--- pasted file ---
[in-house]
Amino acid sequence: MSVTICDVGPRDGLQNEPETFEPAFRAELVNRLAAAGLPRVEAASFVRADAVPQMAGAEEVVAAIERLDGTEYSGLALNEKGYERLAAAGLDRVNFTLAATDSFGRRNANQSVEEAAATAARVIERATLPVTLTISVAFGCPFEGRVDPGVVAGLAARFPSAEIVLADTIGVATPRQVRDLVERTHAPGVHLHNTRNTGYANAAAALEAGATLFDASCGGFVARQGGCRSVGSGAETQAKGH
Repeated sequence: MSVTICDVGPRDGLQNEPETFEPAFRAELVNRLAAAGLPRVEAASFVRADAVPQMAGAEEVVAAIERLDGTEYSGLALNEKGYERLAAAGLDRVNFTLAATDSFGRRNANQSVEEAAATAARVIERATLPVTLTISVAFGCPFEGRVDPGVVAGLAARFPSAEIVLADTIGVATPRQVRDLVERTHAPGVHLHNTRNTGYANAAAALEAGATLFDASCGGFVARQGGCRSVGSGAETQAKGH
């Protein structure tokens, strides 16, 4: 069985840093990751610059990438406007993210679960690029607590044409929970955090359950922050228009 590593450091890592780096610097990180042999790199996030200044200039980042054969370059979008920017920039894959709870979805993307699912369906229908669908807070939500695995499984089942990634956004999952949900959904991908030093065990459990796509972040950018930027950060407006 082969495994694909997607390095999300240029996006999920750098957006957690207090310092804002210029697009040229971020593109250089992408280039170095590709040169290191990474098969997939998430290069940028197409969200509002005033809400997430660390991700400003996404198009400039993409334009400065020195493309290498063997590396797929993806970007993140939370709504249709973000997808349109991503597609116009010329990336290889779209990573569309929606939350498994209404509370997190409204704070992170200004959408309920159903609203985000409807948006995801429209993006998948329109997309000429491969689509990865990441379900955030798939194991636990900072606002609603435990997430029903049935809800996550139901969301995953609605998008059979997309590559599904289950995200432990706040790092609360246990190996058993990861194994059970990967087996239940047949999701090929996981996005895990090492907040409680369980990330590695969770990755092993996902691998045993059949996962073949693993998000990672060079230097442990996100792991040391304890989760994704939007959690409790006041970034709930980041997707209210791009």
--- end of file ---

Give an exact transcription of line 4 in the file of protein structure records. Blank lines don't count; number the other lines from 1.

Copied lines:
């Protein structure tokens, strides 16, 4: 069985840093990751610059990438406007993210679960690029607590044409929970955090359950922050228009 590593450091890592780096610097990180042999790199996030200044200039980042054969370059979008920017920039894959709870979805993307699912369906229908669908807070939500695995499984089942990634956004999952949900959904991908030093065990459990796509972040950018930027950060407006 082969495994694909997607390095999300240029996006999920750098957006957690207090310092804002210029697009040229971020593109250089992408280039170095590709040169290191990474098969997939998430290069940028197409969200509002005033809400997430660390991700400003996404198009400039993409334009400065020195493309290498063997590396797929993806970007993140939370709504249709973000997808349109991503597609116009010329990336290889779209990573569309929606939350498994209404509370997190409204704070992170200004959408309920159903609203985000409807948006995801429209993006998948329109997309000429491969689509990865990441379900955030798939194991636990900072606002609603435990997430029903049935809800996550139901969301995953609605998008059979997309590559599904289950995200432990706040790092609360246990190996058993990861194994059970990967087996239940047949999701090929996981996005895990090492907040409680369980990330590695969770990755092993996902691998045993059949996962073949693993998000990672060079230097442990996100792991040391304890989760994704939007959690409790006041970034709930980041997707209210791009």